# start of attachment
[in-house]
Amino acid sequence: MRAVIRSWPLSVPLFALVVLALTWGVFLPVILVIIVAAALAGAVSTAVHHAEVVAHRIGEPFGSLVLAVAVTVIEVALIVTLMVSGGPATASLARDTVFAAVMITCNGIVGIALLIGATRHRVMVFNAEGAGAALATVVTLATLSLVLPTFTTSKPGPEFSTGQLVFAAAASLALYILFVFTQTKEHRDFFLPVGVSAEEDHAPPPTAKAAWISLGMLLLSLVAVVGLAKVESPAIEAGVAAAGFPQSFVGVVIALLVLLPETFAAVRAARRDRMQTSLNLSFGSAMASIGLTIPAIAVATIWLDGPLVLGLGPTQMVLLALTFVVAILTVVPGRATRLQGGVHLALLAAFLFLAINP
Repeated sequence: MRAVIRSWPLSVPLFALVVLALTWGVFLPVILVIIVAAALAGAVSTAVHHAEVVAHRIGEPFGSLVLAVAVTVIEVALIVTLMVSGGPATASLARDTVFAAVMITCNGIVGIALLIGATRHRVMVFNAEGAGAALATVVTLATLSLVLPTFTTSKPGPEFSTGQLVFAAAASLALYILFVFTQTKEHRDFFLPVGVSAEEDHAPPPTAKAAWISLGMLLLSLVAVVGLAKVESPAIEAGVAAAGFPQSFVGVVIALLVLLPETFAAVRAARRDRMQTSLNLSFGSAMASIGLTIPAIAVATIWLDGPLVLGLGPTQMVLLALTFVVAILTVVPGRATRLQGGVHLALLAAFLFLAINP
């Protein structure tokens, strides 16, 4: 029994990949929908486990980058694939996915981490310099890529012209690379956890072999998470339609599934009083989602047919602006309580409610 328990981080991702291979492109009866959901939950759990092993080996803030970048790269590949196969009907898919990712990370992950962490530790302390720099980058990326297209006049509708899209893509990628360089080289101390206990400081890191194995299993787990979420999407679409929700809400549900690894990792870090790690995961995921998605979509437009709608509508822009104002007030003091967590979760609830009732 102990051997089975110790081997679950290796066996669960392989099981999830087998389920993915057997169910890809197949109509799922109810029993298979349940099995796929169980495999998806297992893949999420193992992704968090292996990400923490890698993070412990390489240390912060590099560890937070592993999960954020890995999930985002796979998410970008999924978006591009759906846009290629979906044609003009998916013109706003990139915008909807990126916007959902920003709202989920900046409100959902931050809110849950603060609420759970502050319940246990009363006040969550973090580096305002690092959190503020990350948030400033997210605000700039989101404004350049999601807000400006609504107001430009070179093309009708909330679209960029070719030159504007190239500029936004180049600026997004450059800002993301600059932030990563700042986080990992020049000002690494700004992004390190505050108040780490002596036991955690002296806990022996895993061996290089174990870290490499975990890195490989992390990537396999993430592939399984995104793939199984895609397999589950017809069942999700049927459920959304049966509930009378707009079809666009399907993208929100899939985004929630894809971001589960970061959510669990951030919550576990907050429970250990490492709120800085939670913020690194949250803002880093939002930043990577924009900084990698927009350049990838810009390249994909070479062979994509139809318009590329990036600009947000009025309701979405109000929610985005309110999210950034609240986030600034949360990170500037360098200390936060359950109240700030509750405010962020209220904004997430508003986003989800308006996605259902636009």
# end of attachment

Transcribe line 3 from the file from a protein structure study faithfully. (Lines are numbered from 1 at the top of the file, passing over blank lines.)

Repeated sequence: MRAVIRSWPLSVPLFALVVLALTWGVFLPVILVIIVAAALAGAVSTAVHHAEVVAHRIGEPFGSLVLAVAVTVIEVALIVTLMVSGGPATASLARDTVFAAVMITCNGIVGIALLIGATRHRVMVFNAEGAGAALATVVTLATLSLVLPTFTTSKPGPEFSTGQLVFAAAASLALYILFVFTQTKEHRDFFLPVGVSAEEDHAPPPTAKAAWISLGMLLLSLVAVVGLAKVESPAIEAGVAAAGFPQSFVGVVIALLVLLPETFAAVRAARRDRMQTSLNLSFGSAMASIGLTIPAIAVATIWLDGPLVLGLGPTQMVLLALTFVVAILTVVPGRATRLQGGVHLALLAAFLFLAINP